At twenty-one Natalia was already divorced from an arranged marriage. All she would say about her ex was “He was mean to cats, Kevin. How could my father expect me to love a man who was mean to cats?” Divorced at twenty-one.
One night, after a study session, Natalia and I were sitting in the park when a young man who appeared to know her came up, and they started talking. It sounded to me as if they were arguing, but I couldn’t be sure, so I whispered to Natalia that if she needed me to step in I would.
“No, Kevin,” she said. “Don’t worry. It is OK.”
After he’d left, Natalia was so happy, she could barely contain herself. “That is the second man my father has arranged for me to marry since my divorce,” she said. “He said I was a whore, a slut, because I am walking around with you, a foreigner, a faranji. He said he was going to go back to tell my father, my mother, my family, my friends, my whole community that I am a whore.” She smiled. “Maybe now my father will leave me alone.”
Not talking politics in a police state — that was the easy part.
A Typical Conversation
Syria is home to one of the world’s oldest civilizations. Here’s a typical conversation I had while living there:
Syrian: What are you doing here? Me: Teaching U.S. history. Syrian: What? Are you not done in fifteen minutes?
The Death Of President Hafez al-Assad, June 2000
CNN covered the news live, setting up its cameras on the relative safety of a fourth-floor hotel balcony. Unable to understand why people would lament the loss of the hand that chokes them, CNN reported, “The weeping women are government sponsored.” The reporters were too far removed from the fear to understand it.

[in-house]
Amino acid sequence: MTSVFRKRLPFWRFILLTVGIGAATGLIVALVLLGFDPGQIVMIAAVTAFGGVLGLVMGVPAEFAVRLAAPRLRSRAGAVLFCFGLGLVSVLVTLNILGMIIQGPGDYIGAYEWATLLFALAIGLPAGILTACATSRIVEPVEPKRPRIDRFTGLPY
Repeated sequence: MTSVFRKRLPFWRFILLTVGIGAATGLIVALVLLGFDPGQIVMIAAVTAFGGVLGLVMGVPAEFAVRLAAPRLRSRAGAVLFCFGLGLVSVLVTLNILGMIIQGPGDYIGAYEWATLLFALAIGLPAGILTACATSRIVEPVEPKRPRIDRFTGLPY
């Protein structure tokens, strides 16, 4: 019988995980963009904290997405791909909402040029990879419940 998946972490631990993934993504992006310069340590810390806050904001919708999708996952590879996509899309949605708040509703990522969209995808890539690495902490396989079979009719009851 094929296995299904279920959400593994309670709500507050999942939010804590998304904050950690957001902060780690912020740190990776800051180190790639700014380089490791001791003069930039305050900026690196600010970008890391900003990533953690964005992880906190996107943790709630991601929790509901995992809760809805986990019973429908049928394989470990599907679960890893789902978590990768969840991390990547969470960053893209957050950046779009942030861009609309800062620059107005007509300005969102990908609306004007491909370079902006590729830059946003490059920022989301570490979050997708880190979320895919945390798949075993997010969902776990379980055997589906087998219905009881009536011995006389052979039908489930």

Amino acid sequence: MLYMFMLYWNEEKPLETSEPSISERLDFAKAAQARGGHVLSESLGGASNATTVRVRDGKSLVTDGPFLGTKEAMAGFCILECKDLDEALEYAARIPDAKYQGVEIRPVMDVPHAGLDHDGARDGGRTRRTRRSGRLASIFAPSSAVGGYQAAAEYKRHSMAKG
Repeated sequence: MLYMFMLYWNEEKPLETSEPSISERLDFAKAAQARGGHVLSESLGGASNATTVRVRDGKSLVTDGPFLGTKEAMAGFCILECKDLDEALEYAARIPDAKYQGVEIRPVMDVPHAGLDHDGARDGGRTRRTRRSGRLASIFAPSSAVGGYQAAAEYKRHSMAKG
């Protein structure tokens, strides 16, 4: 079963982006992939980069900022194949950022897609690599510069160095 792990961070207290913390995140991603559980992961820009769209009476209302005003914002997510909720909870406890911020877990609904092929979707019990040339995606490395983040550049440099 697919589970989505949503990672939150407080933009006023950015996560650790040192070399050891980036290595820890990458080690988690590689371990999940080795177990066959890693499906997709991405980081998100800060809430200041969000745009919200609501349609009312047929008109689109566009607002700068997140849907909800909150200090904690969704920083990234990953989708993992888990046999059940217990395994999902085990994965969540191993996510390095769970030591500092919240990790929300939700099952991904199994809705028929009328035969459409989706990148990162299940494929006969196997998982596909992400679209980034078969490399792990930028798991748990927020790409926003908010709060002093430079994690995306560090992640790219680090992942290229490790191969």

For a year I had lived amid the incessant propaganda: Assad’s face plastered on every building. Assad hanging from every taxicab’s rearview mirror. Assad at the start of every evening’s news. Assad, we were told, was always guarding us against civil war, the Israelis, the Iraqis, the Turks, the West, the Americans, the enemy, the threat.
I am not Syrian, not Muslim, not Arab, yet I felt defenseless when Assad was suddenly gone. Damascus was filled with people who had spent thirty years under his oppressive protection. The weeping women’s tears were real.
Immediately after Assad died, the streets were silent. (The streets are never silent in Damascus.) Unnerved, I sat in my apartment, only blocks from CNN’s fourth-floor luxury box. The last five miles to the palace were lined with men in tanks, smoking cigarettes and waiting for the revolution, which never came. But at the time, facing approaching anarchy, I thought, What will we do without our leader?
I wanted to go to the Golan Heights, a disputed territory between Israel and Syria, but I kept getting turned back by pesky security forces. Then it finally dawned on me: I was a teacher; I’d organize a field trip!
After much letter writing and banging my head against bureaucratic walls, I got the Israelis, the Syrians, the United Nations, and the U.S. Embassy to agree to let us go. (I don’t know if you have ever tried to get the Israelis and the Arabs to agree on anything, but let me assure you, it isn’t easy.)
The UN made the students and me wear blue helmets, briefed us, then put us in an armor-plated vehicle and drove us through a minefield. Our destination was an observation tower where the children could look out across the rocky terrain people were willing to die over.